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tv   BOS Budget and Finance Sub- Committee  SFGTV  June 14, 2022 8:00am-9:31am PDT

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-- and that will have an impact on their morale. i encourage you to continue to identify potential leadership and really invest in them and let's look at this early intervention system. i know there's going to be a yearly report summary. let's look at how we into these actions. thank you. >> police chief scott: thank you, commissioner. >> vice president elias: thank you. commissioner carter-oberstone.
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>> commissioner: hi, chief. thank you. at the outset of your presentation, you mentioned difficulties around staffing, hiring, retention and drawing a link between those issues and more which is definitely a view that others have expressed as well and i'm just kind of wondering if these steps with which we have evidence or data, we all agree there's certainly a morale issue and separately there's a staffing and retention issue and i think, you know, i think there's a cut sense that they're linked, but i'm just curious if there's data supporting that? >> police chief scott: there are a number of academic research papers out there about morale and sever l of them
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mentioned, you know, staffing as a part of that either under staffing mainly. there is research out there and not all of it points to the same things and some of it leads to burn-out leads to morale issues and increased overtime and issues like that. less sleep, exhaustion and all those things impact morale, but there are a number of pieces out there that i can take a look at. also, on that note, i mean i know our recruitment and staffing and our members have told us that they're working a
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lot and days off being canceled and things of that nature. and it goes to the wellness piece to your question. the staffing is in the same universe and there's a lot of research on the impacts of wellness both on performance and how officers, the mind set of their jobs when they're burned out. so i think the two go hand in hand and some of those -- those two topics, rereference each other. so there's quite a bit of research on that. >> commissioner: yeah. i will definitely look at the research you mentioned. part of the reason i raise this is because i think there is a perception sometimes that solving the morale question will also solve the hiring and retention problem and i do think we need to be a little bit careful about that just because we are in an economic environment where it's hard for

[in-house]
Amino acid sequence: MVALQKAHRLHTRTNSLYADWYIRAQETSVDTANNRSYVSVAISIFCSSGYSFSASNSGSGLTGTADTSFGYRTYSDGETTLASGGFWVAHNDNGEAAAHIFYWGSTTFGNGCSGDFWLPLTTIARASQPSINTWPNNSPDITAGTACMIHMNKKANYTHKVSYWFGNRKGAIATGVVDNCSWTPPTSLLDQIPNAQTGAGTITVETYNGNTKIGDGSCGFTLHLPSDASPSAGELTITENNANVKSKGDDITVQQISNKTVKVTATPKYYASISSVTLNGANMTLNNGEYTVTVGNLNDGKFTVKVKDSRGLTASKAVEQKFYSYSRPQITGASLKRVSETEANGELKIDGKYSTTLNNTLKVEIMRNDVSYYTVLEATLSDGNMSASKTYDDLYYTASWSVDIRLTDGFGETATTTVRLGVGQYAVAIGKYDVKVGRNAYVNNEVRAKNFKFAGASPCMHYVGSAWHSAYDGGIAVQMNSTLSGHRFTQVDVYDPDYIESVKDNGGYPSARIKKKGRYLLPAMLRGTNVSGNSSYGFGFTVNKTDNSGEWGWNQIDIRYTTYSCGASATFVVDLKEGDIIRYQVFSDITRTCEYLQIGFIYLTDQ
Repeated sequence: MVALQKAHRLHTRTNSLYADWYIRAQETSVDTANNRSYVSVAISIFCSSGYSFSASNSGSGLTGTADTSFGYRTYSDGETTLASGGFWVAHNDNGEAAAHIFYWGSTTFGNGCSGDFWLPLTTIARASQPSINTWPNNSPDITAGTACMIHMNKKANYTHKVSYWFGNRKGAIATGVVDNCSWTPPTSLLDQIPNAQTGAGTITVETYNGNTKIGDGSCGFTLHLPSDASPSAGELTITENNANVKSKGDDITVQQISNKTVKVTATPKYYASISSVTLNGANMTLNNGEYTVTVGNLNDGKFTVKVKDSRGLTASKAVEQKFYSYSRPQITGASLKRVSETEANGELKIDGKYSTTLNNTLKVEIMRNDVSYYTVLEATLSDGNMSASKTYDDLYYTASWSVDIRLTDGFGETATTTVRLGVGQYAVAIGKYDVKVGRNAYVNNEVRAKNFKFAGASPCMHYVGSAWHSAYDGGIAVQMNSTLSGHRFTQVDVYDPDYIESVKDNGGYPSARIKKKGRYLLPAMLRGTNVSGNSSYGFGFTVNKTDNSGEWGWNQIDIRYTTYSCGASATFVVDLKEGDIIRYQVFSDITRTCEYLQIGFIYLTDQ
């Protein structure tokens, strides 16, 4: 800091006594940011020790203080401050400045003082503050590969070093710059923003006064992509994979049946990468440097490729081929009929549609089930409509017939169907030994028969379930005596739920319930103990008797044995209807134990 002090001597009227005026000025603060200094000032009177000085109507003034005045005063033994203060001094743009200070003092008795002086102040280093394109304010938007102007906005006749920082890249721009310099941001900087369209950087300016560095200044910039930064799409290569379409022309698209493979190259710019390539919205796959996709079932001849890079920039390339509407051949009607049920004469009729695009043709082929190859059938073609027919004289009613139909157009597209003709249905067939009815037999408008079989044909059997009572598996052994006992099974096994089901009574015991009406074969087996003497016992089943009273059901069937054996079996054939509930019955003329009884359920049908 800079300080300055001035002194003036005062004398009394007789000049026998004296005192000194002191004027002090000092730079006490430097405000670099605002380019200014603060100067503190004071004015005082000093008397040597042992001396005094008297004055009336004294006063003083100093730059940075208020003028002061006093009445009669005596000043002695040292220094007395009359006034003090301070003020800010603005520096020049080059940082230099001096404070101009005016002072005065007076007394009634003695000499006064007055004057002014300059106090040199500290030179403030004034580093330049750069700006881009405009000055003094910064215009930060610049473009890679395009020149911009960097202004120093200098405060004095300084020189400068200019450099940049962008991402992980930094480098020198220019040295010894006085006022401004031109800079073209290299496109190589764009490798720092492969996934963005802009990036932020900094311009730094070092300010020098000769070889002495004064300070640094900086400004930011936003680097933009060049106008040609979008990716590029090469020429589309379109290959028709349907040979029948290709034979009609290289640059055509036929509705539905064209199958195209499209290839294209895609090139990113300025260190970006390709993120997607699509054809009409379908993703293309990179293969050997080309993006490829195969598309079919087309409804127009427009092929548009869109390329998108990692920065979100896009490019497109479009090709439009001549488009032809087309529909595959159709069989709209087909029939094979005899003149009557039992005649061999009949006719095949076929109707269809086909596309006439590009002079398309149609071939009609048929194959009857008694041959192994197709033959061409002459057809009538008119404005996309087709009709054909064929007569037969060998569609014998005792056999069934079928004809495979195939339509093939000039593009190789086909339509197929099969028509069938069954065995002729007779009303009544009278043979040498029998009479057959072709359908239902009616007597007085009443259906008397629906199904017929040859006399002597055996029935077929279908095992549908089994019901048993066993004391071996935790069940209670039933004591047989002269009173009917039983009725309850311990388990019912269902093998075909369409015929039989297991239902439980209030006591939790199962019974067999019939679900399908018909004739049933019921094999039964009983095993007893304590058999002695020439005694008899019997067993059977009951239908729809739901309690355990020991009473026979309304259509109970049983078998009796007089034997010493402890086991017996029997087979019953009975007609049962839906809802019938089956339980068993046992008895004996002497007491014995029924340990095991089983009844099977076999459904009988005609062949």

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everyone to hire around all sectors. i think i just read there's one unemployed person for every two job openings nationwide right now and i was just listening to n.p.r. this morning learning about, you know, it's very difficult to hire people in the timber industry in maine right now. so i think it's a widespread issue and i just want to be -- i just need to be careful not to assume causality just because it might require a very different solution if it's not primarily driven. morale doesn't help and it contributes to a degree, but if it's not the driving factor, then we're going to need to think about a whole other set of policy solutions. so i just raise that for that solution. the other thing i wanted to raise and this is really not a
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question, it's more a comment but i would welcome your reaction to is is that i do kneel like sometimes in the discussion around morale, people are talking past each other and there are two things that i hold in my head at the same time that i don't think are contradictory, but i think, you know, i think there's kind of two issues. on the one hand, the officers who have made the commitment to do this very important job make an enormous sacrifice and they go out there and put their lives at risk on a daily basis and a lot of the things that we kind of take for granted and a lot of the things that we enjoy about the city and that make it great really can't be possible if you don't have a core of officers that are committed to the cause of public safety. at the same time, and so we
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need to, you know, we should all be extremely appreciative of that and acknowledge the central role that the department plays in all of our lives and in the prosperity of the city. at the same time, you know, it's not ancient history that there were a lot of actions taken by individual officers and by the department that caused public breaches of trust. the homophobic and racist text message scandal, shootings of unarmed civilians that were highly questionable whether or not they were within policy or not and i think people are rightfully upset about those things and i think that it's very legitimate for folks to feel like trust has to be rebuilt and the department has to demonstrate that it's learned from these issues and that it's going to do better.